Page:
I looked at the factordb page for 3^504206 + 3. Dividing out the factor 3, borrowing the found prime factors from the page, fiddling a bit with a text editor, and writing a mindless Pari-GP script to exhibit the known factors as divisors of cyclotomic factors gives the following:
Code:
M = [2,2; 61,1; 139627,1; 398581,1; 180117541,1; 630728992609,1; 545454568700731,1; 1254120593677177,1; 62262627532596661,1; 85741124649607123,1; 105919308797935444986721,1];
Code:
v=divisors(504205);a=#v;cf=vector(a);for(i=1,a,f=1;m=v[i];fordiv(m,d,f*=(3^d+1)^moebius(m/d));cf[i]=f);r=#M[,1];for(i=1,a,q=cf[i];for(j=1,r,g=gcd(q,M[j,1]^M[j,2]);if(g>1,print(v[i]" "g);q=q/g));if(q>1,l=1+floor(log(q)/log(10));print(v[i]" C"l)))
1 4
5 61
13 398581
65 105919308797935444986721
7757 139627
7757 1254120593677177
7757 85741124649607123
7757 C3664
38785 180117541
38785 C14795
100841 630728992609
100841 C44395
504205 545454568700731
504205 62262627532596661
504205 C177595

Judging by the results for 9^252103 + 1, I would imagine the C's have been ECM'd to the point of all but excluding any additional factors < 10^40. So I image "will help" has become "has helped all it can." You might try ECMing the remaining C's to look for somewhat larger factors. You might get lucky and find one or more. You might even get luckier, and find a large PRP cofactor (but don't use the base 3 for a PRP test with these numbers). The smallest remaining cofactor is C3664.

Good luck...

2019-03-30, 17:13   #9
chris2be8

Sep 2009

26·37 Posts

Quote:
 Originally Posted by lukerichards My aim is to factor 3504206+1 and 3504205+1 sufficiently in my lifetime to provide a primality proof of 3504206+2.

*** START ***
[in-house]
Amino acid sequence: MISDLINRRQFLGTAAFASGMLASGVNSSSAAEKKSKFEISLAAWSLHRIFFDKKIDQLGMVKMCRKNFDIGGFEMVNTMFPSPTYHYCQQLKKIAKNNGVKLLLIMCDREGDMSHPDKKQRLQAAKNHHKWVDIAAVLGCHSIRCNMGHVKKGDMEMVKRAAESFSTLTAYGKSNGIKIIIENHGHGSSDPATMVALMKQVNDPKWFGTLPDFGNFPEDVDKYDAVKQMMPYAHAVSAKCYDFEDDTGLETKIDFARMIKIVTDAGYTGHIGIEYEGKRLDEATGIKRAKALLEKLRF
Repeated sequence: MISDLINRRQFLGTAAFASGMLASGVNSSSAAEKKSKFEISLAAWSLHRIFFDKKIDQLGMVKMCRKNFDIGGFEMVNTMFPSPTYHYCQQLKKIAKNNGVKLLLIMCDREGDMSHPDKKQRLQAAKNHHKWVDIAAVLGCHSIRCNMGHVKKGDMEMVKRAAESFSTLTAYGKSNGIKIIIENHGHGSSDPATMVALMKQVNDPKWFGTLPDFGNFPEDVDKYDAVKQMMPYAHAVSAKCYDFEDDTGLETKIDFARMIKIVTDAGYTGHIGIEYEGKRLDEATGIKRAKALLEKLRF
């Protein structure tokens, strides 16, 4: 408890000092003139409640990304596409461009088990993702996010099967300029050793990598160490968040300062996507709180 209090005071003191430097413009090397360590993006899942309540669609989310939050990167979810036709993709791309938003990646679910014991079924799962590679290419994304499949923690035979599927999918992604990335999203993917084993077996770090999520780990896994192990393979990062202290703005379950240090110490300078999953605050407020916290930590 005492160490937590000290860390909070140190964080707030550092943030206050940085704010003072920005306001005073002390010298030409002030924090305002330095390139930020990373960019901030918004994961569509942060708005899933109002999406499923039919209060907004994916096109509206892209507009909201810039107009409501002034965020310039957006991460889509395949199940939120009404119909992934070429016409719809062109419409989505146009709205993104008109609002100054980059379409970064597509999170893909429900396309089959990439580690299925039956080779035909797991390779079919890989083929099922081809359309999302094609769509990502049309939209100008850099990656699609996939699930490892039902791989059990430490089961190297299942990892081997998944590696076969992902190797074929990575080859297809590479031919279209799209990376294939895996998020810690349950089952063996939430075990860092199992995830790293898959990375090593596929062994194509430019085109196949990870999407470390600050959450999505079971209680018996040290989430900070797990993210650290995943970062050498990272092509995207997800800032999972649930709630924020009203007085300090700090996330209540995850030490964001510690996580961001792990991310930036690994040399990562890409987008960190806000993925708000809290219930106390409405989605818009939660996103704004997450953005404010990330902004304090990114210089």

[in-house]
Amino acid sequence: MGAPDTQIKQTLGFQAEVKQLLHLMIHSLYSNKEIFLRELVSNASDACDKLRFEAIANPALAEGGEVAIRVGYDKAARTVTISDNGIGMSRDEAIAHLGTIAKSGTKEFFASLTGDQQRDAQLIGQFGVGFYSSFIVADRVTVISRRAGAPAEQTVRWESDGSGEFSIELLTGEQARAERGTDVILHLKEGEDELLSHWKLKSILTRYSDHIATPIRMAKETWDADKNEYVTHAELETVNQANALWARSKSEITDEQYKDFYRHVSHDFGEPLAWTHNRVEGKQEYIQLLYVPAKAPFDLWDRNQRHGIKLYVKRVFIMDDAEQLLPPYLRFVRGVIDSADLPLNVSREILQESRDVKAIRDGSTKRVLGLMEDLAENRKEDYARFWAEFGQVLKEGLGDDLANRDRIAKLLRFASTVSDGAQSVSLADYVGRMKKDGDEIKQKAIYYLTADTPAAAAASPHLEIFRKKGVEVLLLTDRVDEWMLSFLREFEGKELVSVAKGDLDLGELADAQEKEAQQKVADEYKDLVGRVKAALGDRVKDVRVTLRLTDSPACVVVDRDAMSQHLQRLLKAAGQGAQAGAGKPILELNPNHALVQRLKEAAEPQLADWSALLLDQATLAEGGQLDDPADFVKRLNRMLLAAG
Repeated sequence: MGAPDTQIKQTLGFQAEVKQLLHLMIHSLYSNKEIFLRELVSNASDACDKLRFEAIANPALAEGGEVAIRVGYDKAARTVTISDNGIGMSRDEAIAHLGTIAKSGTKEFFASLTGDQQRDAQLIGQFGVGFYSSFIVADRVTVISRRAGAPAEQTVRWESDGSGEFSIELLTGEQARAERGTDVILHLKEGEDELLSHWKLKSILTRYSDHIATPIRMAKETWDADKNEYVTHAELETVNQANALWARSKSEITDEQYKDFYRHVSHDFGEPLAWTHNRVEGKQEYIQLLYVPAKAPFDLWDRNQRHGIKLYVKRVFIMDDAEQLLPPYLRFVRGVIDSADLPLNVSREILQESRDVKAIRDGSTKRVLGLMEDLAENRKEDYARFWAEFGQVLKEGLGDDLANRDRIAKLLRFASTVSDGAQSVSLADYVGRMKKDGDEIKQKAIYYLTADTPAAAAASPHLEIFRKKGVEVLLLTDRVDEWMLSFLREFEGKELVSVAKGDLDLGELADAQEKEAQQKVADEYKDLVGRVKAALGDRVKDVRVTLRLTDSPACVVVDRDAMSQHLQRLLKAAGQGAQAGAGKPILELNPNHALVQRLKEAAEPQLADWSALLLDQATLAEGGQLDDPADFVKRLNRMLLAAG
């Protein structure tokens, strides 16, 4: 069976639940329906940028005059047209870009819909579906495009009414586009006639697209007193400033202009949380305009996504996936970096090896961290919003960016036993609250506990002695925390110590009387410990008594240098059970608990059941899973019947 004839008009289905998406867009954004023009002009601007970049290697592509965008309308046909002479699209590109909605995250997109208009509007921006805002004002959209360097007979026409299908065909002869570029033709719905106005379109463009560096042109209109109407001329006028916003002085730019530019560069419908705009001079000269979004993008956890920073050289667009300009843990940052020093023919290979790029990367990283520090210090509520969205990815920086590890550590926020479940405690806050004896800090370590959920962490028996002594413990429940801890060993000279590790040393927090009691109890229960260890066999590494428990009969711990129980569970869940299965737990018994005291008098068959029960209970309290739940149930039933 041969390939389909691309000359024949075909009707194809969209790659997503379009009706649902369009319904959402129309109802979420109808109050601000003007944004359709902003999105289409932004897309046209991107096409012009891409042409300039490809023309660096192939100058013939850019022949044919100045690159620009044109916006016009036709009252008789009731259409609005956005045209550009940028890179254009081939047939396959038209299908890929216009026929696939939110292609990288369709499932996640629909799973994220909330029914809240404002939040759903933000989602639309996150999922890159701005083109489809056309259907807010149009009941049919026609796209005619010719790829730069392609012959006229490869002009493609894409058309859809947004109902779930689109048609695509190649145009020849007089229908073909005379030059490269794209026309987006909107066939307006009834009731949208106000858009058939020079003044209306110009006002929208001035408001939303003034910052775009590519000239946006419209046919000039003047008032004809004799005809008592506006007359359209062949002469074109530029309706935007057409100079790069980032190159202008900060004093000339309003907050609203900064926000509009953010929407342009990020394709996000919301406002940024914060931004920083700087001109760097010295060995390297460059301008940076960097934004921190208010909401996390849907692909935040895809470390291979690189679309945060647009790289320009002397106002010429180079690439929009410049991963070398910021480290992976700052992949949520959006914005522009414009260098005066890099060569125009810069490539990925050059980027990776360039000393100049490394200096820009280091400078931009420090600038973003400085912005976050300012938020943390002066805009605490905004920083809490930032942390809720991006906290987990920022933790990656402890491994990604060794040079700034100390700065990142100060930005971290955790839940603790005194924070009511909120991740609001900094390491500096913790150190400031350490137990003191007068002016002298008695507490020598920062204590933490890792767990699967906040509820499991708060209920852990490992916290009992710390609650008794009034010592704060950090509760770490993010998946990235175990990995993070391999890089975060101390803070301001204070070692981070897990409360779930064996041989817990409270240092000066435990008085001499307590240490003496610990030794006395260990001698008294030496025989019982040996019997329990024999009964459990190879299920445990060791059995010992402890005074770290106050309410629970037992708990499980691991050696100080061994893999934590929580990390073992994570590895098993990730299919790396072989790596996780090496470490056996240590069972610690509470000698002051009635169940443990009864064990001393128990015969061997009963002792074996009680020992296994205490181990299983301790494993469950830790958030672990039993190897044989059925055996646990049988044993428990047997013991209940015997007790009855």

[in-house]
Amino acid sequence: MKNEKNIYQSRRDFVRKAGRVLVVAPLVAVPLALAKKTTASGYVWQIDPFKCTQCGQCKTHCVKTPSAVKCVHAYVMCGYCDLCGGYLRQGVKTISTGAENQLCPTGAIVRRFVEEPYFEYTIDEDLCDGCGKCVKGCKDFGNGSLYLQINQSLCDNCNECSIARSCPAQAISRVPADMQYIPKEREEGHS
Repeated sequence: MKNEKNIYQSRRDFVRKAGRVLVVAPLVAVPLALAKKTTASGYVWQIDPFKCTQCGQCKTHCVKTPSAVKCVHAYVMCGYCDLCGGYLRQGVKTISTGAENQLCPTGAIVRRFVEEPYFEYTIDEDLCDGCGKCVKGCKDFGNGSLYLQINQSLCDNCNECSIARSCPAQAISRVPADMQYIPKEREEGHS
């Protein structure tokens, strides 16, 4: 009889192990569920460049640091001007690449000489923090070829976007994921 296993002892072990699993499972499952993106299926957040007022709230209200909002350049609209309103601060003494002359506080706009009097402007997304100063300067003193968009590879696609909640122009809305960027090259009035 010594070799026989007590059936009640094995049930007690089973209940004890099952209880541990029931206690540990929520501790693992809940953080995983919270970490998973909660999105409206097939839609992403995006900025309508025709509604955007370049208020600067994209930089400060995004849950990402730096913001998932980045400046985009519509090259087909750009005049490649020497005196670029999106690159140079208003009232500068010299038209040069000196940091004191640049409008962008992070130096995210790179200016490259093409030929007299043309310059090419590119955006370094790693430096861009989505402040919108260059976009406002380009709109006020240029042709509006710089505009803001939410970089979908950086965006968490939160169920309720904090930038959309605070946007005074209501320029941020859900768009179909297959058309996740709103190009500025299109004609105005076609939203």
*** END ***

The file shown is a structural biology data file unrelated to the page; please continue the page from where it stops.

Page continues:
The only reasonable hope with foreseeable technology is that someone builds a quantum computer able to factor the algebraic factors of 3504205+1. Since the largest factor is 44395 digits it will need about 148000 qubits (*after* error correction). Even if that's possible it will be *very* expensive and I've no idea how long it will take to build.

Without that you need several miraculously lucky ECM hits or a mathematical breakthrough in factoring.

Chris

 2019-04-01, 20:51 #10 lukerichards     "Luke Richards" Jan 2018 Birmingham, UK 25·32 Posts Anyone reading this thread would be forgiven for thinking nobody wants me to contribute to the Cunningham Project.
 2019-04-02, 12:16 #11 penlu   Jul 2018 31 Posts This thread reads to me like people telling you not to expect to find factors of 3^504205+1 or 3^504206+1. For contributing to the Cunningham project, a number of posters have indicated that signing up for NFS@Home would be the best way to go. As for factoring 3^504205+1 and 3^504206+1, Dr. Sardonicus's post is helpful: if you take a look at the corresponding factordb pages, you can find targets for ECM: http://factordb.com/index.php?id=1100000001124804267 http://factordb.com/index.php?id=1100000001122158773 I'd offer to help ECM some of the smaller remaining composites up to 60 digits... but not for free: as payment, I want an explanation as to why you want this particular number factored. Edit: though I'll warn you first that going up to 60 digits on C1996 (the smallest composite amongst those remaining) has a factor-finding probability lower than the probability of grabbing two random hydrogen atoms from the universe, with replacement, and then discovering that they were the same. Last fiddled with by penlu on 2019-04-02 at 12:27